WOLFGANG AMADEUS MOZART, Overture to the Marriage of Figaro, K492- RHS Music Appreciation

Description

The Marriage of Figaro is an opera buffa (comic opera) and a love story with many twists and turns that occur in one crazy day of madness. In other words, an 18th Century "Chick Flick." Mozart (Jan. 27, 1756 - Dec. 5, 1791) composed this work in 1786. The four-act opera, with Italian libretto (words) by Lorenzo da Ponte, was based on a comedic play by Pierre Beaumarchais. That play was banned in Vienna because of its satire (making fun) of the aristocracy. So it can also be compared to an episode of Saturday Night Live where an actor makes fun of the President, for example. This mockery of the aristocracy was considered dangerous in the decade before the French Revolution! Beaumarchais also helped secure French support for the American colonists during the American Revolutionary war.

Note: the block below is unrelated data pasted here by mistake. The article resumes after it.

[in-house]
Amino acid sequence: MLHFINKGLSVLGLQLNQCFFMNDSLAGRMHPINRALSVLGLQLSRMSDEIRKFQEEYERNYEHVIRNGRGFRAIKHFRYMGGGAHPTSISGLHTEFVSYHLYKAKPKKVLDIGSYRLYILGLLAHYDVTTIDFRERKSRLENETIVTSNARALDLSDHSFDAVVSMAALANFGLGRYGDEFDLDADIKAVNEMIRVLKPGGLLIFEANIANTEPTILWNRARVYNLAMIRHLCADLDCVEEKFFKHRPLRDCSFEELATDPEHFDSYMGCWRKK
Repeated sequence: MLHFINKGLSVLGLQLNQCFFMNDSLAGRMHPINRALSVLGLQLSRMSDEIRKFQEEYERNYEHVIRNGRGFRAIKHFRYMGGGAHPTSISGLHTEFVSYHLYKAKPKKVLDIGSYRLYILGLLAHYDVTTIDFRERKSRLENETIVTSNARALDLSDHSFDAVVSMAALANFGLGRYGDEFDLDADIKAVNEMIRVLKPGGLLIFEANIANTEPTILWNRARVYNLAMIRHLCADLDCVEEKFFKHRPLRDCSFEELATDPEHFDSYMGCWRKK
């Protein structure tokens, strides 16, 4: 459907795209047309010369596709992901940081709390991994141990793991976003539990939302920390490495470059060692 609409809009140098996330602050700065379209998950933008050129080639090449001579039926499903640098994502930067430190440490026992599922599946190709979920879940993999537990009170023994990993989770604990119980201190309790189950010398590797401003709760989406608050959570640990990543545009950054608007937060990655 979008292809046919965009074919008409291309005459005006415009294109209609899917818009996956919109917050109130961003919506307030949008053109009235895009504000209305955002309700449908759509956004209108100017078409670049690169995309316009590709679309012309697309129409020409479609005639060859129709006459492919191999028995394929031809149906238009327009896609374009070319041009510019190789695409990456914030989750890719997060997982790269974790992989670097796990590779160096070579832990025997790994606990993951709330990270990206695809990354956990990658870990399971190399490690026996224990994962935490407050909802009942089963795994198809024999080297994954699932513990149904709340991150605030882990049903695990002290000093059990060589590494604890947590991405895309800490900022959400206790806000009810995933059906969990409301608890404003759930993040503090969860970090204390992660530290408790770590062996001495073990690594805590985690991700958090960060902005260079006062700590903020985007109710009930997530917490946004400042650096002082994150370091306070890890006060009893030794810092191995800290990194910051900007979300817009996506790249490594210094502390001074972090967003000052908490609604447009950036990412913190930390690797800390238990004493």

Mozart set the words to music in about six months, while also completing two symphonies and several string quartets and piano concertos. This opera became one of Mozart's most successful works. The overture is especially famous and is often played as a concert piece by itself.

You must be able to answer the following questions:
What is the role of an opera overture?

What specifically makes this piece a good example of music from the Classical Era?

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